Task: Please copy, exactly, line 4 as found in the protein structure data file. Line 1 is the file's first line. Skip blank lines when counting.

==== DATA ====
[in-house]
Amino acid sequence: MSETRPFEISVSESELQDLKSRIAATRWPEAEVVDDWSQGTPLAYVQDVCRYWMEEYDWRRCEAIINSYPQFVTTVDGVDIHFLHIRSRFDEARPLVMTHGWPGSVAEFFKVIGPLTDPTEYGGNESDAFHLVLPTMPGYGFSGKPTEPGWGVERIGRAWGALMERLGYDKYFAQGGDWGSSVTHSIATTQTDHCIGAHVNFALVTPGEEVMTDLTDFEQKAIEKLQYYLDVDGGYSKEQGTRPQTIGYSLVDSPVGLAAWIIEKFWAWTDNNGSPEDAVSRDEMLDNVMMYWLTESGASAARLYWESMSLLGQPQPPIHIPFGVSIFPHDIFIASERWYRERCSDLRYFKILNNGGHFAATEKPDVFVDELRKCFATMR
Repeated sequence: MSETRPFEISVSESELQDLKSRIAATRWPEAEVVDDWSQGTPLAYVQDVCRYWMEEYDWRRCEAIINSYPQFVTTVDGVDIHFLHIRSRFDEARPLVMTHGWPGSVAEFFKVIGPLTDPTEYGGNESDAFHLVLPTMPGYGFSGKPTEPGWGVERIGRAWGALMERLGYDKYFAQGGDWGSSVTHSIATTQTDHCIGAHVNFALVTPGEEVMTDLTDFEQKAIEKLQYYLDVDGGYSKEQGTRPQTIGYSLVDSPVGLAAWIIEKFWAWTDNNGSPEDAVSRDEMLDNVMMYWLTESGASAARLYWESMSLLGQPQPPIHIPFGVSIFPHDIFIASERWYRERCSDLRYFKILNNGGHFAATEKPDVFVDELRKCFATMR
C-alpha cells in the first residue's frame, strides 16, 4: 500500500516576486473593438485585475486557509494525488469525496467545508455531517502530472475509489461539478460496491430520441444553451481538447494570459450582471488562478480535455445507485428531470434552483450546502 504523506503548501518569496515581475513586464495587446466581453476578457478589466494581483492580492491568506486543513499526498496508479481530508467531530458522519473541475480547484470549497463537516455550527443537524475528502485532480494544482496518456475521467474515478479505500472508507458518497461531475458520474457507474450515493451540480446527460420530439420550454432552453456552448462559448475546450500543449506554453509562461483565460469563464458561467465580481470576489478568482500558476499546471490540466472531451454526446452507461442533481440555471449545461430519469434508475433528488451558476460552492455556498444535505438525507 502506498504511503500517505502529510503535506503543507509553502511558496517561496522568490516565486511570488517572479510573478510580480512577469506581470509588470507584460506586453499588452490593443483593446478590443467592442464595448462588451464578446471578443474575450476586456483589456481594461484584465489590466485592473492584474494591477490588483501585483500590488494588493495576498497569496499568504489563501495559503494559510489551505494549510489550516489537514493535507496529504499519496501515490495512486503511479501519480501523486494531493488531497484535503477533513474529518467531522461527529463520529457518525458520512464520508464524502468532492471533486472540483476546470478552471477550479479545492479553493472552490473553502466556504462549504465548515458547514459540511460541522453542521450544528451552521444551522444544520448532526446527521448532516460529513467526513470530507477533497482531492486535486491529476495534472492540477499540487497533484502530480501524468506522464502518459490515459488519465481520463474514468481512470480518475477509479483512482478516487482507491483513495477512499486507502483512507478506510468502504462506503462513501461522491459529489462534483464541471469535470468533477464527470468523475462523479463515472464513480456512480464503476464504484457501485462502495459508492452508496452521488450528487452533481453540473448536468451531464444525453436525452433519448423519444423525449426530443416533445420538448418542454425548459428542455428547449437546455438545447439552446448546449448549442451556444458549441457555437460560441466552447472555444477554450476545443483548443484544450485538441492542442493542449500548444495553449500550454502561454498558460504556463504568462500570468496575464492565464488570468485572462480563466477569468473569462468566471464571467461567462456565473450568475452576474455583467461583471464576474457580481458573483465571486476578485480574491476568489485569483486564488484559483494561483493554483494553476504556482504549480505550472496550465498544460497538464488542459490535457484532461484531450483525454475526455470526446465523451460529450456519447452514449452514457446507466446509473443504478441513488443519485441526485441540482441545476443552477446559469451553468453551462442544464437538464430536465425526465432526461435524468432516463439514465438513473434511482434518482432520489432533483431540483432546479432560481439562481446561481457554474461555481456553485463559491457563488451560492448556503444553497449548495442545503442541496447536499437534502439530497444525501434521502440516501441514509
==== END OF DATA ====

C-alpha cells in the first residue's frame, strides 16, 4: 500500500516576486473593438485585475486557509494525488469525496467545508455531517502530472475509489461539478460496491430520441444553451481538447494570459450582471488562478480535455445507485428531470434552483450546502 504523506503548501518569496515581475513586464495587446466581453476578457478589466494581483492580492491568506486543513499526498496508479481530508467531530458522519473541475480547484470549497463537516455550527443537524475528502485532480494544482496518456475521467474515478479505500472508507458518497461531475458520474457507474450515493451540480446527460420530439420550454432552453456552448462559448475546450500543449506554453509562461483565460469563464458561467465580481470576489478568482500558476499546471490540466472531451454526446452507461442533481440555471449545461430519469434508475433528488451558476460552492455556498444535505438525507 502506498504511503500517505502529510503535506503543507509553502511558496517561496522568490516565486511570488517572479510573478510580480512577469506581470509588470507584460506586453499588452490593443483593446478590443467592442464595448462588451464578446471578443474575450476586456483589456481594461484584465489590466485592473492584474494591477490588483501585483500590488494588493495576498497569496499568504489563501495559503494559510489551505494549510489550516489537514493535507496529504499519496501515490495512486503511479501519480501523486494531493488531497484535503477533513474529518467531522461527529463520529457518525458520512464520508464524502468532492471533486472540483476546470478552471477550479479545492479553493472552490473553502466556504462549504465548515458547514459540511460541522453542521450544528451552521444551522444544520448532526446527521448532516460529513467526513470530507477533497482531492486535486491529476495534472492540477499540487497533484502530480501524468506522464502518459490515459488519465481520463474514468481512470480518475477509479483512482478516487482507491483513495477512499486507502483512507478506510468502504462506503462513501461522491459529489462534483464541471469535470468533477464527470468523475462523479463515472464513480456512480464503476464504484457501485462502495459508492452508496452521488450528487452533481453540473448536468451531464444525453436525452433519448423519444423525449426530443416533445420538448418542454425548459428542455428547449437546455438545447439552446448546449448549442451556444458549441457555437460560441466552447472555444477554450476545443483548443484544450485538441492542442493542449500548444495553449500550454502561454498558460504556463504568462500570468496575464492565464488570468485572462480563466477569468473569462468566471464571467461567462456565473450568475452576474455583467461583471464576474457580481458573483465571486476578485480574491476568489485569483486564488484559483494561483493554483494553476504556482504549480505550472496550465498544460497538464488542459490535457484532461484531450483525454475526455470526446465523451460529450456519447452514449452514457446507466446509473443504478441513488443519485441526485441540482441545476443552477446559469451553468453551462442544464437538464430536465425526465432526461435524468432516463439514465438513473434511482434518482432520489432533483431540483432546479432560481439562481446561481457554474461555481456553485463559491457563488451560492448556503444553497449548495442545503442541496447536499437534502439530497444525501434521502440516501441514509